# Trafikktilordning og Optimering.

Authors
Publisher
University Of Oslo
Publication Date
Keywords
• Vdp:413
• Netverk Design Problemet Frank-Wolfe Konveks Optimering Trafikk-Tilordningsproblemet Mekanikk
Disciplines
• Computer Science
• Design
• Mathematics

## Abstract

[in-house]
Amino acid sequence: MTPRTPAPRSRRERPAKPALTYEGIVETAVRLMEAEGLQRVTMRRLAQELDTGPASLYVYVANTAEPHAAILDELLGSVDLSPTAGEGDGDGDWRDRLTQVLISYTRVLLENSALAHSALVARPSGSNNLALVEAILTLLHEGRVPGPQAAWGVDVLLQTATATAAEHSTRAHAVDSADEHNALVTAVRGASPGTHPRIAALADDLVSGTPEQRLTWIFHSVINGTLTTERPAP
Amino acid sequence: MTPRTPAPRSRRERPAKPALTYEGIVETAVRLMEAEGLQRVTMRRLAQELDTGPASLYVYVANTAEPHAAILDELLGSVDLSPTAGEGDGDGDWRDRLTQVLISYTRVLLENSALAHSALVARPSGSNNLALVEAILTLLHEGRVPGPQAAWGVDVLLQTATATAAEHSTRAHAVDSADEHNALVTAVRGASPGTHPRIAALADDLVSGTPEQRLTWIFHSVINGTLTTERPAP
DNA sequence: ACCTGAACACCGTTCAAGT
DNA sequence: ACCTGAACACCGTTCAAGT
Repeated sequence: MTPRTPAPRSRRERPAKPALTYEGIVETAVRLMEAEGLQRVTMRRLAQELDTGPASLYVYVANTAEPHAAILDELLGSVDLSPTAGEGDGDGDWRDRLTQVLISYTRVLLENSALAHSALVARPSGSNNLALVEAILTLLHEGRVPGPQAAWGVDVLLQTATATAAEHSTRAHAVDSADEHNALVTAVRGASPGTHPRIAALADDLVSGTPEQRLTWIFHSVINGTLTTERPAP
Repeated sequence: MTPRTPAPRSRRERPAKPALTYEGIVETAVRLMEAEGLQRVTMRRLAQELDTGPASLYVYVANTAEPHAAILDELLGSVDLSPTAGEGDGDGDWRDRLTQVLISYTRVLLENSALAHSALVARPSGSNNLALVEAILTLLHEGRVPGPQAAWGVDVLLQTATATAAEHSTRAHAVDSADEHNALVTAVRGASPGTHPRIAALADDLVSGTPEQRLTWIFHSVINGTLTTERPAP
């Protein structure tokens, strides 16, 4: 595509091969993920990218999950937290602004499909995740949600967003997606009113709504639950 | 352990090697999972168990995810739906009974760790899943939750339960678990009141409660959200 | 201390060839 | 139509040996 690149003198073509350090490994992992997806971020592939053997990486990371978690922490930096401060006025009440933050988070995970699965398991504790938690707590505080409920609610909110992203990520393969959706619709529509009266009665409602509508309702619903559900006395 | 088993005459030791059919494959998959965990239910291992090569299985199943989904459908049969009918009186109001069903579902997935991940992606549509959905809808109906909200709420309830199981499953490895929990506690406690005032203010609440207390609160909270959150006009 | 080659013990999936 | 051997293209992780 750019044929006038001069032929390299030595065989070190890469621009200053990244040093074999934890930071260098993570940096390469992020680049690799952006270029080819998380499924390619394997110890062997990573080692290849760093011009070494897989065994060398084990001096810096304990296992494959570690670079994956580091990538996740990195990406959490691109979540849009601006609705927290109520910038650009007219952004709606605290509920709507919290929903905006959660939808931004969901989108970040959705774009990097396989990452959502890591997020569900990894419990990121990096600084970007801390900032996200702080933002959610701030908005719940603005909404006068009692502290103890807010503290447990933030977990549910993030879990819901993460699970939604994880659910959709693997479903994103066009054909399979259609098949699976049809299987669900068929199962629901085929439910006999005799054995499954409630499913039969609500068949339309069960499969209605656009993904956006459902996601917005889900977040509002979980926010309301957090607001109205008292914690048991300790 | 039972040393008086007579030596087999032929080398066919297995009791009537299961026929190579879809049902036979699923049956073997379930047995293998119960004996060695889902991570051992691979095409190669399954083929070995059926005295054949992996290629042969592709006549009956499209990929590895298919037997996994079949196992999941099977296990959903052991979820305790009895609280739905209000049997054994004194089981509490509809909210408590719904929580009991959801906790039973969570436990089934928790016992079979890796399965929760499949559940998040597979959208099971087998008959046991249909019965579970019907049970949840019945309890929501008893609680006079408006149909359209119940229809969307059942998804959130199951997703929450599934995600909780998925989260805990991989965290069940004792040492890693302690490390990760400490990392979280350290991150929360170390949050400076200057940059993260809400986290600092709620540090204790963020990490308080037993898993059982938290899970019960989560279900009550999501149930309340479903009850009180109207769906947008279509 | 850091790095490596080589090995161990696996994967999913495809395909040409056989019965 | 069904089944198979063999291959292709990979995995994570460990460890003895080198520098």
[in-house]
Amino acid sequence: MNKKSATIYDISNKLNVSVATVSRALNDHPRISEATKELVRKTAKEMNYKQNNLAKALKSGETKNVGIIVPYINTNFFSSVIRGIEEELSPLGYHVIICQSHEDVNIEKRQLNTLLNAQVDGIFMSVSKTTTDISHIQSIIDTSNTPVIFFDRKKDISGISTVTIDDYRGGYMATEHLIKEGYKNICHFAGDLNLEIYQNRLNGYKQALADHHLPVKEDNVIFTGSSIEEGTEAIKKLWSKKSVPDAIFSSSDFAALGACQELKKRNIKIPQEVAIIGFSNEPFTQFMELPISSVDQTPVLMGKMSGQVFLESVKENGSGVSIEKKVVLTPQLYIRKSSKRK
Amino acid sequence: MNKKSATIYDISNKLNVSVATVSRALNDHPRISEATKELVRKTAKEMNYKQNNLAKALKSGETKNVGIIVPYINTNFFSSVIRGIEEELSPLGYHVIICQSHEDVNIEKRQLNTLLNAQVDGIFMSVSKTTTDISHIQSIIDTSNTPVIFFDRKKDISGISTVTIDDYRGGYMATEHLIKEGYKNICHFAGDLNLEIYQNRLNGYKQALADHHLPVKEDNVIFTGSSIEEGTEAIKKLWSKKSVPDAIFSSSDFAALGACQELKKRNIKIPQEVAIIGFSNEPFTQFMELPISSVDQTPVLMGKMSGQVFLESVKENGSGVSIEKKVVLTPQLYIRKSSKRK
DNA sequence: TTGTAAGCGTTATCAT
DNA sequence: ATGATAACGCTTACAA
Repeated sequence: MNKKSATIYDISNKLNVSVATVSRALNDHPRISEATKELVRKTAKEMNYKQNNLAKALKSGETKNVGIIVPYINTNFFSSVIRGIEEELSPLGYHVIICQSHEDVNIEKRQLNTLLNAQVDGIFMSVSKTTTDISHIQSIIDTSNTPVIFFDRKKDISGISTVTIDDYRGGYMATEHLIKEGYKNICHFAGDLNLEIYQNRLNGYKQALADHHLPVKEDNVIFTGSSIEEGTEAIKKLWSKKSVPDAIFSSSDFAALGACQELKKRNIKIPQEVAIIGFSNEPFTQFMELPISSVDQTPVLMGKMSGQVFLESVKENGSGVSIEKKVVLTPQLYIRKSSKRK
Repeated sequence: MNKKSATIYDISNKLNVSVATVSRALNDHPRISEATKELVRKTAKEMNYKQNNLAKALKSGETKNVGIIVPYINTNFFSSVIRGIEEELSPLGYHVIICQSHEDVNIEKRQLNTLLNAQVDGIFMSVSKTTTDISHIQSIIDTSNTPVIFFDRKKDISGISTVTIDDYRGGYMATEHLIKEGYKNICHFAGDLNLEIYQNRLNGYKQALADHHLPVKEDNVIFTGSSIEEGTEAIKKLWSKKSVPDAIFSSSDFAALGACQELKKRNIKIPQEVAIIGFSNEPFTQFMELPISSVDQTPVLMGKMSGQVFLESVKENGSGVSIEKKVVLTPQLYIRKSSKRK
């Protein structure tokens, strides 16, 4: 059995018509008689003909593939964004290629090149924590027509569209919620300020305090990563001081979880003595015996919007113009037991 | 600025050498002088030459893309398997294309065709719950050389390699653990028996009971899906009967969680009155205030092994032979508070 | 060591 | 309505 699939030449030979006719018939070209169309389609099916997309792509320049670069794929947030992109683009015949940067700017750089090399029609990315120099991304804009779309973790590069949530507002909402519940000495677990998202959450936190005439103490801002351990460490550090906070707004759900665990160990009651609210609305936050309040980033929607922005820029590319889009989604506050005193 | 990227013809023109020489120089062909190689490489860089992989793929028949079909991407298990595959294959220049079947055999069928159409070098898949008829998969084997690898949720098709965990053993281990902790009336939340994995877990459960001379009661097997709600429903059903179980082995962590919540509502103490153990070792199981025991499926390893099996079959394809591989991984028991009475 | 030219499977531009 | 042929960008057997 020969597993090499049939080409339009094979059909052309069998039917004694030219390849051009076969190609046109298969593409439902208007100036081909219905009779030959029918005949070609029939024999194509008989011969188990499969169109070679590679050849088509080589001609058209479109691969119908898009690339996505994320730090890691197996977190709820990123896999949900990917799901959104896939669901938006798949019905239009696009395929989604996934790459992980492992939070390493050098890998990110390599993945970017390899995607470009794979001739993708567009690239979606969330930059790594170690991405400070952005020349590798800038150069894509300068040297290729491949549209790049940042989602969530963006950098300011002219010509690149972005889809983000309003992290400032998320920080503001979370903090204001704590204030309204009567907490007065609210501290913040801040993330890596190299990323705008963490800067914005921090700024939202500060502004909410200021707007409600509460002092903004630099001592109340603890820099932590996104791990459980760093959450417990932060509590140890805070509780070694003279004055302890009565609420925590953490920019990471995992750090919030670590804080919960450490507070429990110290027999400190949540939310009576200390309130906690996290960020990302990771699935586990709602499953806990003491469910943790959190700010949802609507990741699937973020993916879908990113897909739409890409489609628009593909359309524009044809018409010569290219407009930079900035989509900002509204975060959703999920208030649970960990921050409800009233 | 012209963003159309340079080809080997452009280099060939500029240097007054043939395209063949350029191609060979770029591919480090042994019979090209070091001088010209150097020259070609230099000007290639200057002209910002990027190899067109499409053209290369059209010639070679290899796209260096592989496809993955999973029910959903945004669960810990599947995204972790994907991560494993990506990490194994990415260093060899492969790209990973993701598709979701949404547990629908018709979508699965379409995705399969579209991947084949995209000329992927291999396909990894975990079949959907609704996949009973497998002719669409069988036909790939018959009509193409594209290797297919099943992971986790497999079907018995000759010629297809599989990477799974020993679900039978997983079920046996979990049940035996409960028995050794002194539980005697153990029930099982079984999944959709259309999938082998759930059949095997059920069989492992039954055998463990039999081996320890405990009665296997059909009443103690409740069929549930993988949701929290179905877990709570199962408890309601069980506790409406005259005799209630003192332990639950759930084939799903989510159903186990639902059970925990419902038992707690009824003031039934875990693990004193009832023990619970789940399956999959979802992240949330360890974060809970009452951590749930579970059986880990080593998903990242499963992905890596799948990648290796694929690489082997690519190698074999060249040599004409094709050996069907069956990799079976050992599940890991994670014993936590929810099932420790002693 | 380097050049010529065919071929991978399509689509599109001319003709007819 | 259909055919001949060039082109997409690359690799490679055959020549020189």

The abstract is in English, however the master thesis itself is written in Norwegian. The thesis consists of four main parts. Firstly we introduce the concepts of general mathematical optimization and convex optimization. The second part starts by giving some background history to the traffic assignment problem, and then states the problem as a convex optimization problem. The third part explains how the Frank-Wolfe algorithm works, and then presents an alteration which has been made to the algorithm. The alteration makes the algorithm solve the version of the traffic assignment problem faster. The last section of part three tests the Frank-Wolfe algorithm with and without the alteration on different examples and reports the results. The last part of the thesis looks at the network design problem, where it first states the problem, and then introduces a heuristic for slowing it. Finally, the algorithm is used on some interesting examples and the results are presented. The thesis uses a network which is a simplification of the roads in Oslo and the area surrounding the city. An assumption is that all the travelers in the traffic assignment problem are using cars. The problem consists of assigning the travelers from different origins to their given destinations, by using the roads in the network. For an optimal solution to the problem, each path (which is a combination of roads) has exactly the same travel time. On the Oslo network, we compare numbers of iterations for the Frank-Wolfe algorithm, with and without the alteration presented earlier. The results indicate that the alteration made to the algorithm has a vast improvement in the number of iterations, thus also in the running time on a computer. The traffic assignment problem studied in this thesis has travelers situated between most of the points (places) in the network. Therefore there exist many different origin/destination-pairs. In the light of this we would expect the same improvement as seen in this thesis for similar problems consisting of many origin/destination-pairs. Given the alterations that can be made to the network, the network design problem is aiming to determine the best possible alteration. That is, an alteration of the network that gives the lowest total traveling time for the travelers. The heuristic for solving the network design problem finds an optimal solution in the tests made in this thesis. We can’t expect that this always will be the case, but hopefully satisfying solutions could be found.

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